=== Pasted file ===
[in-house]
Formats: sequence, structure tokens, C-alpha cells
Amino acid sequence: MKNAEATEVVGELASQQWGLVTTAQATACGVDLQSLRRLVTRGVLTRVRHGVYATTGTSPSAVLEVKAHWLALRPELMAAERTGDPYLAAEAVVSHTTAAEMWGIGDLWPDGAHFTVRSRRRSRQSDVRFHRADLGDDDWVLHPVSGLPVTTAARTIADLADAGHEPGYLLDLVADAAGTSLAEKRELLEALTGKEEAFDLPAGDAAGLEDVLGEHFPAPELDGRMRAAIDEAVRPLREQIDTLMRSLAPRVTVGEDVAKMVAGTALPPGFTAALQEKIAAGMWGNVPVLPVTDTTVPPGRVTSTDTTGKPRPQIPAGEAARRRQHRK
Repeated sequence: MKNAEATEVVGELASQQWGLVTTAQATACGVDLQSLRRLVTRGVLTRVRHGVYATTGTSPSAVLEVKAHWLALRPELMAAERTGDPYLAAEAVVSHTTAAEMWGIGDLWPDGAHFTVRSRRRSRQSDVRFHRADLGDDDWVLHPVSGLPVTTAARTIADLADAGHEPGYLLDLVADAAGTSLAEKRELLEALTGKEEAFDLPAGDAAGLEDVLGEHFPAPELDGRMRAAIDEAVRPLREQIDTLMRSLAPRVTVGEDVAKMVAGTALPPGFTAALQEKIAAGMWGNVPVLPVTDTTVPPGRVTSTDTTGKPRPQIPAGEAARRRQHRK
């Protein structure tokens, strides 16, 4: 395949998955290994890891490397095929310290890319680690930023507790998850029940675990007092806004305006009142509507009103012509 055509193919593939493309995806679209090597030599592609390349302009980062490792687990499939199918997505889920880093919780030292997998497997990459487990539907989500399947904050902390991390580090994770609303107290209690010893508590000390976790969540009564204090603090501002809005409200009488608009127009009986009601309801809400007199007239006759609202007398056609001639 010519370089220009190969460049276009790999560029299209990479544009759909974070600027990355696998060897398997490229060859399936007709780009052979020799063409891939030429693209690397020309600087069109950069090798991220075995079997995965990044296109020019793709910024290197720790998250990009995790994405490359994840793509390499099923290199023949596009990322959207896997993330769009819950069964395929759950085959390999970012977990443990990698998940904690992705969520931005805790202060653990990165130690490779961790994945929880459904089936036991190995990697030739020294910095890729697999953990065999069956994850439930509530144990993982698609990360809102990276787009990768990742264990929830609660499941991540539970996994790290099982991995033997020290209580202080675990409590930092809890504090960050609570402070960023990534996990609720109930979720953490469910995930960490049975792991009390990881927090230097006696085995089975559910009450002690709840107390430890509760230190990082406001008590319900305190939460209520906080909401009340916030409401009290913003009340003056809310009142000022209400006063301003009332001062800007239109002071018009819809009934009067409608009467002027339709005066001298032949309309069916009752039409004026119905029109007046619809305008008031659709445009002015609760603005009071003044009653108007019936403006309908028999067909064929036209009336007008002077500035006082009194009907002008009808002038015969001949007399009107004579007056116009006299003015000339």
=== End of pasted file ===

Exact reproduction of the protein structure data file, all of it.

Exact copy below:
[in-house]
Formats: sequence, structure tokens, C-alpha cells
Amino acid sequence: MKNAEATEVVGELASQQWGLVTTAQATACGVDLQSLRRLVTRGVLTRVRHGVYATTGTSPSAVLEVKAHWLALRPELMAAERTGDPYLAAEAVVSHTTAAEMWGIGDLWPDGAHFTVRSRRRSRQSDVRFHRADLGDDDWVLHPVSGLPVTTAARTIADLADAGHEPGYLLDLVADAAGTSLAEKRELLEALTGKEEAFDLPAGDAAGLEDVLGEHFPAPELDGRMRAAIDEAVRPLREQIDTLMRSLAPRVTVGEDVAKMVAGTALPPGFTAALQEKIAAGMWGNVPVLPVTDTTVPPGRVTSTDTTGKPRPQIPAGEAARRRQHRK
Repeated sequence: MKNAEATEVVGELASQQWGLVTTAQATACGVDLQSLRRLVTRGVLTRVRHGVYATTGTSPSAVLEVKAHWLALRPELMAAERTGDPYLAAEAVVSHTTAAEMWGIGDLWPDGAHFTVRSRRRSRQSDVRFHRADLGDDDWVLHPVSGLPVTTAARTIADLADAGHEPGYLLDLVADAAGTSLAEKRELLEALTGKEEAFDLPAGDAAGLEDVLGEHFPAPELDGRMRAAIDEAVRPLREQIDTLMRSLAPRVTVGEDVAKMVAGTALPPGFTAALQEKIAAGMWGNVPVLPVTDTTVPPGRVTSTDTTGKPRPQIPAGEAARRRQHRK
């Protein structure tokens, strides 16, 4: 395949998955290994890891490397095929310290890319680690930023507790998850029940675990007092806004305006009142509507009103012509 055509193919593939493309995806679209090597030599592609390349302009980062490792687990499939199918997505889920880093919780030292997998497997990459487990539907989500399947904050902390991390580090994770609303107290209690010893508590000390976790969540009564204090603090501002809005409200009488608009127009009986009601309801809400007199007239006759609202007398056609001639 010519370089220009190969460049276009790999560029299209990479544009759909974070600027990355696998060897398997490229060859399936007709780009052979020799063409891939030429693209690397020309600087069109950069090798991220075995079997995965990044296109020019793709910024290197720790998250990009995790994405490359994840793509390499099923290199023949596009990322959207896997993330769009819950069964395929759950085959390999970012977990443990990698998940904690992705969520931005805790202060653990990165130690490779961790994945929880459904089936036991190995990697030739020294910095890729697999953990065999069956994850439930509530144990993982698609990360809102990276787009990768990742264990929830609660499941991540539970996994790290099982991995033997020290209580202080675990409590930092809890504090960050609570402070960023990534996990609720109930979720953490469910995930960490049975792991009390990881927090230097006696085995089975559910009450002690709840107390430890509760230190990082406001008590319900305190939460209520906080909401009340916030409401009290913003009340003056809310009142000022209400006063301003009332001062800007239109002071018009819809009934009067409608009467002027339709005066001298032949309309069916009752039409004026119905029109007046619809305008008031659709445009002015609760603005009071003044009653108007019936403006309908028999067909064929036209009336007008002077500035006082009194009907002008009808002038015969001949007399009107004579007056116009006299003015000339």